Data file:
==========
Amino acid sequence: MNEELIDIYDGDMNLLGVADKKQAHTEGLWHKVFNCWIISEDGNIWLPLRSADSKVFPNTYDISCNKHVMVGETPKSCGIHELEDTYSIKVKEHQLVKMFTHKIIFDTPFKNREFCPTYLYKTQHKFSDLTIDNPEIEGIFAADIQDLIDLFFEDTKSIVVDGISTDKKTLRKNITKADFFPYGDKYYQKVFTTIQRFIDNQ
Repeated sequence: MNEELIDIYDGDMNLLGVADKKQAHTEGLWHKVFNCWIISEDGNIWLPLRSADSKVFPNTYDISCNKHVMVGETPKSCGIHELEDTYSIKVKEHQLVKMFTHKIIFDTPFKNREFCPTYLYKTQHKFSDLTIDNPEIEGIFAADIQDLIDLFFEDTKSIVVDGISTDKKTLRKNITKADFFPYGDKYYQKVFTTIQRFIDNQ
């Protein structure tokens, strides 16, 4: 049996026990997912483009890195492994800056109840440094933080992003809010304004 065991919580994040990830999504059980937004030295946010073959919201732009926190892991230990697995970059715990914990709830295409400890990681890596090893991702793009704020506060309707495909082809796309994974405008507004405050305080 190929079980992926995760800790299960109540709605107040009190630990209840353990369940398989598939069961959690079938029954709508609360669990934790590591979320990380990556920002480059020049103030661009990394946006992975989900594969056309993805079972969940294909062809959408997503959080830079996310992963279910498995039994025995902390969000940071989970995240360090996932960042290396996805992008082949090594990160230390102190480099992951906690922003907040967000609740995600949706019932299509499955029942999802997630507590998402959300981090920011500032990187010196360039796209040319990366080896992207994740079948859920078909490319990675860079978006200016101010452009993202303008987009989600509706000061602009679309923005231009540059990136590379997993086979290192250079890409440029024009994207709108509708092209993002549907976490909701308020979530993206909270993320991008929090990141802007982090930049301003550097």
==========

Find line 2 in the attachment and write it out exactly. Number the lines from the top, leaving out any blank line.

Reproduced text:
Repeated sequence: MNEELIDIYDGDMNLLGVADKKQAHTEGLWHKVFNCWIISEDGNIWLPLRSADSKVFPNTYDISCNKHVMVGETPKSCGIHELEDTYSIKVKEHQLVKMFTHKIIFDTPFKNREFCPTYLYKTQHKFSDLTIDNPEIEGIFAADIQDLIDLFFEDTKSIVVDGISTDKKTLRKNITKADFFPYGDKYYQKVFTTIQRFIDNQ